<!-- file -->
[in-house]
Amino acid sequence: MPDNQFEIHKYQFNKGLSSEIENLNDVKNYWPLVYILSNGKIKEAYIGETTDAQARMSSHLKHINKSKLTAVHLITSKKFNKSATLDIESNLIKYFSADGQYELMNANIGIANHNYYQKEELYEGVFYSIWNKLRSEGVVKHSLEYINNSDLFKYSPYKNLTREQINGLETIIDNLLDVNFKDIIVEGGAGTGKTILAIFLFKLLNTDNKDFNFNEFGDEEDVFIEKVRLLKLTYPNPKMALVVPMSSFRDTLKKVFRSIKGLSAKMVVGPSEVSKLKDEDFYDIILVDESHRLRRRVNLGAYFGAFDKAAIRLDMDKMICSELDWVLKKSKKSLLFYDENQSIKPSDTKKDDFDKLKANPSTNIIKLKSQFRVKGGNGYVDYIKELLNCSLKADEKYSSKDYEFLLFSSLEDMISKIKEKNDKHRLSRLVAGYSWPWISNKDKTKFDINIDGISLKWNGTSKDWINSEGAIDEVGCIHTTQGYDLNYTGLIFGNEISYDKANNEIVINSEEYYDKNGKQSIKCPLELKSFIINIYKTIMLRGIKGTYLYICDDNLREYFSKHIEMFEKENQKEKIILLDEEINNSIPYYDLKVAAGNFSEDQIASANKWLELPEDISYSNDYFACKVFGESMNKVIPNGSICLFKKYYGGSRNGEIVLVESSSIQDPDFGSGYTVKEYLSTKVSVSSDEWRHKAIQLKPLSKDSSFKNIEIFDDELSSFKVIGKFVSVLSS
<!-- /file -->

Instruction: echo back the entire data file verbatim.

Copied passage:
[in-house]
Amino acid sequence: MPDNQFEIHKYQFNKGLSSEIENLNDVKNYWPLVYILSNGKIKEAYIGETTDAQARMSSHLKHINKSKLTAVHLITSKKFNKSATLDIESNLIKYFSADGQYELMNANIGIANHNYYQKEELYEGVFYSIWNKLRSEGVVKHSLEYINNSDLFKYSPYKNLTREQINGLETIIDNLLDVNFKDIIVEGGAGTGKTILAIFLFKLLNTDNKDFNFNEFGDEEDVFIEKVRLLKLTYPNPKMALVVPMSSFRDTLKKVFRSIKGLSAKMVVGPSEVSKLKDEDFYDIILVDESHRLRRRVNLGAYFGAFDKAAIRLDMDKMICSELDWVLKKSKKSLLFYDENQSIKPSDTKKDDFDKLKANPSTNIIKLKSQFRVKGGNGYVDYIKELLNCSLKADEKYSSKDYEFLLFSSLEDMISKIKEKNDKHRLSRLVAGYSWPWISNKDKTKFDINIDGISLKWNGTSKDWINSEGAIDEVGCIHTTQGYDLNYTGLIFGNEISYDKANNEIVINSEEYYDKNGKQSIKCPLELKSFIINIYKTIMLRGIKGTYLYICDDNLREYFSKHIEMFEKENQKEKIILLDEEINNSIPYYDLKVAAGNFSEDQIASANKWLELPEDISYSNDYFACKVFGESMNKVIPNGSICLFKKYYGGSRNGEIVLVESSSIQDPDFGSGYTVKEYLSTKVSVSSDEWRHKAIQLKPLSKDSSFKNIEIFDDELSSFKVIGKFVSVLSS